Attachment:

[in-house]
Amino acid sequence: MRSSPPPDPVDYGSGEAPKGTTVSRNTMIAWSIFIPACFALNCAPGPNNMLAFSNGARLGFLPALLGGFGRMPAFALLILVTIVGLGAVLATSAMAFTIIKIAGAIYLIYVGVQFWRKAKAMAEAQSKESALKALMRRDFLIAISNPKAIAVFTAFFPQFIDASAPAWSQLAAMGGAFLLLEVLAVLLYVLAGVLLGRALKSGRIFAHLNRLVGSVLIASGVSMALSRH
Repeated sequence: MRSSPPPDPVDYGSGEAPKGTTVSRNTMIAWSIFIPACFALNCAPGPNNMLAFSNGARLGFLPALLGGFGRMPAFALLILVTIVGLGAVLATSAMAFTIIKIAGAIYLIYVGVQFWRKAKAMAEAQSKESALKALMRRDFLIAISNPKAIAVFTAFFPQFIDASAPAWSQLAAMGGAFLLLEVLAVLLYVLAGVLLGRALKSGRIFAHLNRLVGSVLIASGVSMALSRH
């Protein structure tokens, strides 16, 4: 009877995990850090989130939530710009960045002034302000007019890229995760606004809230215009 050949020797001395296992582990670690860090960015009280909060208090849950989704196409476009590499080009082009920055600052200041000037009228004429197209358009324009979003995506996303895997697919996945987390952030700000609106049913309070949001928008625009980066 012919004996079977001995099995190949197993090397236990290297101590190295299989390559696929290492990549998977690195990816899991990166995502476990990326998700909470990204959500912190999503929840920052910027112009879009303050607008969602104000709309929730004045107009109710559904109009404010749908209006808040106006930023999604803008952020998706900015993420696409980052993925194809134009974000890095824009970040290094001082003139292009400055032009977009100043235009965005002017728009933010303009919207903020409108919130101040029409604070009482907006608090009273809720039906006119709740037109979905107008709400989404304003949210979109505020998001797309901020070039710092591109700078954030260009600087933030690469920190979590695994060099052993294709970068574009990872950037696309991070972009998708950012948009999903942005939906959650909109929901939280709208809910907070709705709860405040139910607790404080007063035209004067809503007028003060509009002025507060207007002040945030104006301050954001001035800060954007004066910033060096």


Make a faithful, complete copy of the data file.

[in-house]
Amino acid sequence: MRSSPPPDPVDYGSGEAPKGTTVSRNTMIAWSIFIPACFALNCAPGPNNMLAFSNGARLGFLPALLGGFGRMPAFALLILVTIVGLGAVLATSAMAFTIIKIAGAIYLIYVGVQFWRKAKAMAEAQSKESALKALMRRDFLIAISNPKAIAVFTAFFPQFIDASAPAWSQLAAMGGAFLLLEVLAVLLYVLAGVLLGRALKSGRIFAHLNRLVGSVLIASGVSMALSRH
Repeated sequence: MRSSPPPDPVDYGSGEAPKGTTVSRNTMIAWSIFIPACFALNCAPGPNNMLAFSNGARLGFLPALLGGFGRMPAFALLILVTIVGLGAVLATSAMAFTIIKIAGAIYLIYVGVQFWRKAKAMAEAQSKESALKALMRRDFLIAISNPKAIAVFTAFFPQFIDASAPAWSQLAAMGGAFLLLEVLAVLLYVLAGVLLGRALKSGRIFAHLNRLVGSVLIASGVSMALSRH
């Protein structure tokens, strides 16, 4: 009877995990850090989130939530710009960045002034302000007019890229995760606004809230215009 050949020797001395296992582990670690860090960015009280909060208090849950989704196409476009590499080009082009920055600052200041000037009228004429197209358009324009979003995506996303895997697919996945987390952030700000609106049913309070949001928008625009980066 012919004996079977001995099995190949197993090397236990290297101590190295299989390559696929290492990549998977690195990816899991990166995502476990990326998700909470990204959500912190999503929840920052910027112009879009303050607008969602104000709309929730004045107009109710559904109009404010749908209006808040106006930023999604803008952020998706900015993420696409980052993925194809134009974000890095824009970040290094001082003139292009400055032009977009100043235009965005002017728009933010303009919207903020409108919130101040029409604070009482907006608090009273809720039906006119709740037109979905107008709400989404304003949210979109505020998001797309901020070039710092591109700078954030260009600087933030690469920190979590695994060099052993294709970068574009990872950037696309991070972009998708950012948009999903942005939906959650909109929901939280709208809910907070709705709860405040139910607790404080007063035209004067809503007028003060509009002025507060207007002040945030104006301050954001001035800060954007004066910033060096």